During uncertain times, our bodies are hardwired to respond by going into alert mode and being on the lookout for potential problems. So it’s only natural that recent events would cause stress and anxiety in seniors to spike. But not dealing with your anxiety for a long period of time can lead to cognitive impairment, disability, poor physical health, and an overall poor quality of life.
Being resilient and learning how to cope with stress and anxiety with some stress management techniques for seniors can help you deal with unpredictable times and improve your physical and mental health. Anxiety is also treatable with prescription drugs and therapy.
Different types of anxiety disorders.
Older adults with an anxiety disorder can have feelings of fear, worry, apprehension, or dread that are excessive or disproportional to the actual problem or situation they’re worried about. There are several types of anxiety disorders:
Phobias. A phobia is an intense, irrational fear of a place, thing or event that actually poses little or no threat. Some common phobias are a fear of heights, escalators, tunnels, highway driving, closed-in spaces, flying and spiders.
Social anxiety. This is when you feel overwhelmingly anxious and self-conscious in everyday social situations.
Generalized anxiety disorder (GAD). People with GAD are overly concerned about health issues, money, family problems or possible disaster. They almost always expect the worst, even when there is little reason to expect it.
Post-Traumatic Stress Disorder (PTSD). PTSD is characterized by persistent symptoms that occur after experiencing a traumatic event such as violence, abuse, natural disasters, or some other threat to a person’s sense of survival or safety.
Obsessive-compulsive disorder (OCD). Some people suffer from persistent, upsetting thoughts that they try to control by performing certain rituals, such as repeatedly checking things, touching things in a particular order, or counting things.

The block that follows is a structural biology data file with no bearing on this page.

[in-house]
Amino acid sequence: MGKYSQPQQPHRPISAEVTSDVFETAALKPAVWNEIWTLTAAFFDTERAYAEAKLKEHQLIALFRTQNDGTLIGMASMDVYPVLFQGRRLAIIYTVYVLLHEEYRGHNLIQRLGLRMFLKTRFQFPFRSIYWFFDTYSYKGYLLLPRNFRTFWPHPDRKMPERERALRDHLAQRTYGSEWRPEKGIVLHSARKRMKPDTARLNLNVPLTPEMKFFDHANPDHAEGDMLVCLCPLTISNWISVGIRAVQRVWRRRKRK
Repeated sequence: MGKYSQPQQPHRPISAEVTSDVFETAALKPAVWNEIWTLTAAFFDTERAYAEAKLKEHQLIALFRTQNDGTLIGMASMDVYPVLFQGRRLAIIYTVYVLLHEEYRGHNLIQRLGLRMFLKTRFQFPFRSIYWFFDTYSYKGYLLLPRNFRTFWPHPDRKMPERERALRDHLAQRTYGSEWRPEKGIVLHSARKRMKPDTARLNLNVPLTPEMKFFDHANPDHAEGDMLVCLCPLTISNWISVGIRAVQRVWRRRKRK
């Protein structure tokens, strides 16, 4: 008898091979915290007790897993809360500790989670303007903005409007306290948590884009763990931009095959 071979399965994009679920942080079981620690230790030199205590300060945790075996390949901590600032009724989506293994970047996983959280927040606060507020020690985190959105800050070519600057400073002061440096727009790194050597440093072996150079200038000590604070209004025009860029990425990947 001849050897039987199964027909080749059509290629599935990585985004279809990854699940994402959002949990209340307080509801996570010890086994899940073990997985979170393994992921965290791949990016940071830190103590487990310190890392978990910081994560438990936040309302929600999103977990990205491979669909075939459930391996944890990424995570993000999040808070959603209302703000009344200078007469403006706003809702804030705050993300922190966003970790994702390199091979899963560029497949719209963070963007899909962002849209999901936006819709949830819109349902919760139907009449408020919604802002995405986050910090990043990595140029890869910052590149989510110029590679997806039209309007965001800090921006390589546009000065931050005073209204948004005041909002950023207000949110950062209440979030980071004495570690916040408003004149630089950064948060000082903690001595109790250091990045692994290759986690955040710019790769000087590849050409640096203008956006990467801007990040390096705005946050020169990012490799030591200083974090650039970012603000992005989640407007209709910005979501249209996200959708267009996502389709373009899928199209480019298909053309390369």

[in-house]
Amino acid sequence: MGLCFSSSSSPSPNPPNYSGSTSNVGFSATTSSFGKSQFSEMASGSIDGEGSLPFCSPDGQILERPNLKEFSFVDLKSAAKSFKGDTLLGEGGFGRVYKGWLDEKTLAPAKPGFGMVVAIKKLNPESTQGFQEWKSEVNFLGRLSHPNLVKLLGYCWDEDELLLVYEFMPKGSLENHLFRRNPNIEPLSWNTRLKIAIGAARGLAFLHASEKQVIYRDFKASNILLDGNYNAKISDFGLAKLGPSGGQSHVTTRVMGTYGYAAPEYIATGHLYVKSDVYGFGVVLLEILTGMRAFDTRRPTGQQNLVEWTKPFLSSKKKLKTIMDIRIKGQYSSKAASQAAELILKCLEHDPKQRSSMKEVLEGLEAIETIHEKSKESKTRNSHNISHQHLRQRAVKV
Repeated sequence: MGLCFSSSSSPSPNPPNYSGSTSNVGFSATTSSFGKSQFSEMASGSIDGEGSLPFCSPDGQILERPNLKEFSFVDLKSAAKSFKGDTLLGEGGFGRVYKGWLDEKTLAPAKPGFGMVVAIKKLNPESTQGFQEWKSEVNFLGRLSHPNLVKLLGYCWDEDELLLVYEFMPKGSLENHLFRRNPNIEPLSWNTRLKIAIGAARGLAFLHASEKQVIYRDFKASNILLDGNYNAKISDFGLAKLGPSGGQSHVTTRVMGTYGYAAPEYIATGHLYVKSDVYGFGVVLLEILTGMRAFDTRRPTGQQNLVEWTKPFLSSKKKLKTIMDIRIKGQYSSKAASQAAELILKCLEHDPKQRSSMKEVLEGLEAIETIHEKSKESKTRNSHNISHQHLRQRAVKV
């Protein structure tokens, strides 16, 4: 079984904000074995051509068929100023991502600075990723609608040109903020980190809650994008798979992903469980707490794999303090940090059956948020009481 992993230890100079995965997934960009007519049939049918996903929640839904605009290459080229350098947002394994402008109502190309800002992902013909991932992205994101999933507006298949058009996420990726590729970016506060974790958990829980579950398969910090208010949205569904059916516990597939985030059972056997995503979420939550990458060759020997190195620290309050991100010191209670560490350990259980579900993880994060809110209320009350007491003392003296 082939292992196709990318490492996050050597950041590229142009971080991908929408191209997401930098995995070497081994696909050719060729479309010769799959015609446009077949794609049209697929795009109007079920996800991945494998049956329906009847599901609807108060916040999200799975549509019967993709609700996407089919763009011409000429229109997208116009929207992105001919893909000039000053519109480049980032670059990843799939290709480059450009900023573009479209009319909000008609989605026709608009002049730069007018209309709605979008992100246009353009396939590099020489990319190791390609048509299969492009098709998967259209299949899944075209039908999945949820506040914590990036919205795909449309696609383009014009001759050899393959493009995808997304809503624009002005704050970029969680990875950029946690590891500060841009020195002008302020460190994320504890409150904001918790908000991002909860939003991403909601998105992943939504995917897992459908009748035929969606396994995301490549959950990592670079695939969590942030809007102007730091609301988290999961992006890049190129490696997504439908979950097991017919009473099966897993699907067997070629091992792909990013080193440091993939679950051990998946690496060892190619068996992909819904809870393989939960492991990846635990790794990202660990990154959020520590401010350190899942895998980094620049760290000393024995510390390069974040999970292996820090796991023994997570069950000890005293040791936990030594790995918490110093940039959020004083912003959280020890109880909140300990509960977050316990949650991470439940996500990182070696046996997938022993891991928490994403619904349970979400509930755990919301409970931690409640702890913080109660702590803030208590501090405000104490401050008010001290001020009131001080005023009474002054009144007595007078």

Panic Disorder. This is characterized by panic attacks, or sudden feelings of terror that strike repeatedly and without warning.
Causes of anxiety disorders.
If not dealt with, symptoms of anxiety can lead to a weakened immune system, muscle tension, high blood sugar, nervous system fatigue, digestion problems, ulcers, cardiovascular problems and difficulty breathing. You may also be at greater risk of developing other mental health complications, such as depression and thoughts of suicide.
A number of factors can contribute to anxiety in seniors, including:
- Extreme stress or trauma
- Bereavement and complicated or chronic grief
- Alcohol, caffeine, drugs (prescription, over-the-counter, illegal)
- A family history of anxiety disorders
- Neurodegenerative disorders (including Alzheimer’s or other dementias)
- Financial insecurity
- Health problems
- Loss of independence
- End-of-life planning
- Chronic pain
- Changes in sensory perception, including vision loss and diminishing taste and smell
If you think your loved one has an anxiety disorder, here are some signs to look for:
- Excessive worry or fear
- Refusing to do routine activities or being overly preoccupied with routine
- Avoiding social situations
- Overly concerned about safety
- Racing heart, shallow breathing, trembling, nausea, sweating
- Poor sleep
- Muscle tension, feeling weak and shaky
- Self-medication with alcohol
- Avoidance of activities, places, people, and even thoughts that trigger anxiousness
- Changes in weight, appetite or eating habits
- Sleep disturbances, including sleeping too much or too little
- Resistance to leaving home
- Withdrawal and isolating behavior
- Obsessive thoughts
- Compulsive behavior
How to cope with stress and anxiety.
You may not be able to control what’s happening in the outside world, but you can control your response. Here are 5 stress management activities for seniors to help your emotional health.
Meal planning: Eat healthy, well-balanced meals.
Exercise: For older adults, the CDC recommends 150 minutes a week of moderate-intensity activity, such as brisk walking.
Sleep: Go to bed and get up at the same time each day. Sleep in a dark, quiet room. Avoid large meals, caffeine and alcohol before bed.
Enjoy yourself: Relax by doing activities you enjoy, such as a crossword or jigsaw puzzle, gardening, reading, or watching TV.
Socialize: If you can’t get together in person, try video chatting via Skype or Zoom.
Ask your doctor: Your doctor can help determine if your symptoms are due to an anxiety disorder, a medical condition or both, and what to do next.
Your safety matters.
While anxiety doesn’t always have a specific trigger, there are environmental and situational factors that can cause it to arise. To find a senior living community that can help you lead a positive and supportive lifestyle, you can research thousands of communities with our Where You Live Matters community finder.
Where You Live Matters is powered by the American Seniors Housing Association (ASHA), a respected voice in the senior housing industry. ASHA primarily focuses on legislative and regulatory advocacy, research, and educational opportunities and networking for senior living executives, so they can better understand the needs of older adults across the country.
Institute on Aging